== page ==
(65e) PSMA-Targeted Glucose Oxidase Nanoparticles for Directed Cytotoxicity Toward Prostate Cancer Cells | AIChE

(65e) PSMA-Targeted Glucose Oxidase Nanoparticles for Directed Cytotoxicity Toward Prostate Cancer Cells


Ramsey, J. D. - Presenter, Oklahoma State University
Flynn, N., Oklahoma State University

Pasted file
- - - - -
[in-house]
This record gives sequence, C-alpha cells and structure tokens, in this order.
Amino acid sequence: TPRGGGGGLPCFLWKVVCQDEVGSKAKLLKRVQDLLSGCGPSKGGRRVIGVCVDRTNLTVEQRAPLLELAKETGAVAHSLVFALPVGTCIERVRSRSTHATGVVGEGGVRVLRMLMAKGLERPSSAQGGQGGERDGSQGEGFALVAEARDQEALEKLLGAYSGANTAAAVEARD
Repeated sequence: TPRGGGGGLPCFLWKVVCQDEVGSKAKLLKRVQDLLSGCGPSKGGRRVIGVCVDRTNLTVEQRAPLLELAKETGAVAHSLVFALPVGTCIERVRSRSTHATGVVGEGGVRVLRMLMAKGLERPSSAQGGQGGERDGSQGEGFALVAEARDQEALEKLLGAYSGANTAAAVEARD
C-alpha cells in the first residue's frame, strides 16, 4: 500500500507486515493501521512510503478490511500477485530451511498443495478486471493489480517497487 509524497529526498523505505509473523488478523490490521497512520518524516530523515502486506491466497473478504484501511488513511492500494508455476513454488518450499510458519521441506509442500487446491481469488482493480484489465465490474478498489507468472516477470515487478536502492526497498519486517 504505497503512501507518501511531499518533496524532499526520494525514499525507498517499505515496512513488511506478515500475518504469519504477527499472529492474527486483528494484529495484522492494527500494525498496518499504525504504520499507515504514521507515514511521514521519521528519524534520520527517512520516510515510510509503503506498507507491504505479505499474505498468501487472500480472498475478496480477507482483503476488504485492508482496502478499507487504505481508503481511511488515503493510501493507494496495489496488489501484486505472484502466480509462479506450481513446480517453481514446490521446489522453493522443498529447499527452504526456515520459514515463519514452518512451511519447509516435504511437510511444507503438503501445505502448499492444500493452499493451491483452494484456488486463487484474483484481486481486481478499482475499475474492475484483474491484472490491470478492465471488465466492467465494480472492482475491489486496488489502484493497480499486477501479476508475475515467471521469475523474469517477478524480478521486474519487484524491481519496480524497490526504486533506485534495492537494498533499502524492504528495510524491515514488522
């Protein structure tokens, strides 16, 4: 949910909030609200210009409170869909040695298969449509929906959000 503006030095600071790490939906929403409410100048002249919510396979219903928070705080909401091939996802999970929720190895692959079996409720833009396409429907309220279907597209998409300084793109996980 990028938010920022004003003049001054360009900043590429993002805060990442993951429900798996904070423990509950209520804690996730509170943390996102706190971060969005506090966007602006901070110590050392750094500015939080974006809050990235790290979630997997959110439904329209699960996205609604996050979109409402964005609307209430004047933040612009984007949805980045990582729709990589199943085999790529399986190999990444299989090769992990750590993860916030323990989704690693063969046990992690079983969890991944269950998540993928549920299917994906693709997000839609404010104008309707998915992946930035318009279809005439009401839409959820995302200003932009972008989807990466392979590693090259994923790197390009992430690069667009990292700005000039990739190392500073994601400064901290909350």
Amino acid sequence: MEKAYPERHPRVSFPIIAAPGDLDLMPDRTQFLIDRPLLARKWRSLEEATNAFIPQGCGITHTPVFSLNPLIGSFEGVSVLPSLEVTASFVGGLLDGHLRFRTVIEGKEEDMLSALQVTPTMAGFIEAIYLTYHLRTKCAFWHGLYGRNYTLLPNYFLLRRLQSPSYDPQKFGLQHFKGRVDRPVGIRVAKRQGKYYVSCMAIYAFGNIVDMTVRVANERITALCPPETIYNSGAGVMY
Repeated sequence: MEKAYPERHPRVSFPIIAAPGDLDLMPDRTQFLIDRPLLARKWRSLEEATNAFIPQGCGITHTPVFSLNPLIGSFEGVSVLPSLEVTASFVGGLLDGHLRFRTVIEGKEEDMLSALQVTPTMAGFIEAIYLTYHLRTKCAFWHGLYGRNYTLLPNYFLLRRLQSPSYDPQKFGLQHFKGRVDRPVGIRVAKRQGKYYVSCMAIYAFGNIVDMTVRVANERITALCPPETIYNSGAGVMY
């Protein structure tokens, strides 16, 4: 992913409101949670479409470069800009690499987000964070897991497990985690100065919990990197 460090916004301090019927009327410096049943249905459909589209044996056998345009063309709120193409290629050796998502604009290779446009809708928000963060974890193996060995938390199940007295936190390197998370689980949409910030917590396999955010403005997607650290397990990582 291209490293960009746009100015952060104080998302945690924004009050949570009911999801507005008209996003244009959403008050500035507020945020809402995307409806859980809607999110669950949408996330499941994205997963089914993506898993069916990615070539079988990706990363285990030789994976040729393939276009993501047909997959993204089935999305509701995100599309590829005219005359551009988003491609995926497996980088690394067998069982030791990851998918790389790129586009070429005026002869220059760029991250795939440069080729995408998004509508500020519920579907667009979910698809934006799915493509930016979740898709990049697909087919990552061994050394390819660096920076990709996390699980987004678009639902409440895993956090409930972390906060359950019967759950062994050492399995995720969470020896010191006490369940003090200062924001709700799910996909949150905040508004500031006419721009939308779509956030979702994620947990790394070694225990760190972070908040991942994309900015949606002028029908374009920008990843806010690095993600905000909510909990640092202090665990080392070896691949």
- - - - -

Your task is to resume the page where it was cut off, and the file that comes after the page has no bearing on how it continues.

Hormone-refractory prostate cancer is a deadly disease with few effective treatment options. Many types of cancer, including hormone-refractory prostate cancer, have shown susceptibility to glucose depletion and reactive oxygen species (ROS). The cytotoxic protein glucose oxidase (GOX) is of significant interest as an anticancer agent due to the ability of the enzyme to induce these effects of glucose depletion and ROS generation. Utilizing GOX as a cancer therapy, however, requires a safe and efficient delivery platform to limit GOX toxicity toward non-targeted cells while maximizing delivery to hormone-refractory prostate cancer cells. In this work, we aimed to enhance the cytotoxicity of GOX toward hormone-refractory prostate cancer cells by encapsulating the enzyme within nanoparticles permeable to glucose and target to prostate specific membrane antigen (PSMA). GOX was encapsulated within the cationic copolymer poly-L-lysine-grafted-polyethylene glycol (PLL-g-PEG) and functionalized with anti-PSMA monoclonal antibody. Characterization of the resulting nanoparticle complexes (anti-PSMA-PLL-g-PEG/GOX) indicated that they retained 80% of the encapsulated enzyme initial activity and were approximately 30 nm in diameter. PSMA-expressing LNCaP cells showed significant reductions in cell viability (~60%) following treatment with anti-PSMA-PLL-g-PEG/GOX, while negligible reductions in cell viability were observed for equivalent concentrations of unmodified GOX. Nanoparticle uptake and intracellular generation of ROS were observed in concurrence with the enhanced cytotoxicity of anti-PSMA-PLL-g-PEG/GOX toward LNCaP cells. These results suggest that the intracellular delivery of GOX is a useful approach to amplify enzyme cytotoxicity toward prostate cancer cells and could provide a basis for novel therapies against hormone-refractory prostate cancer.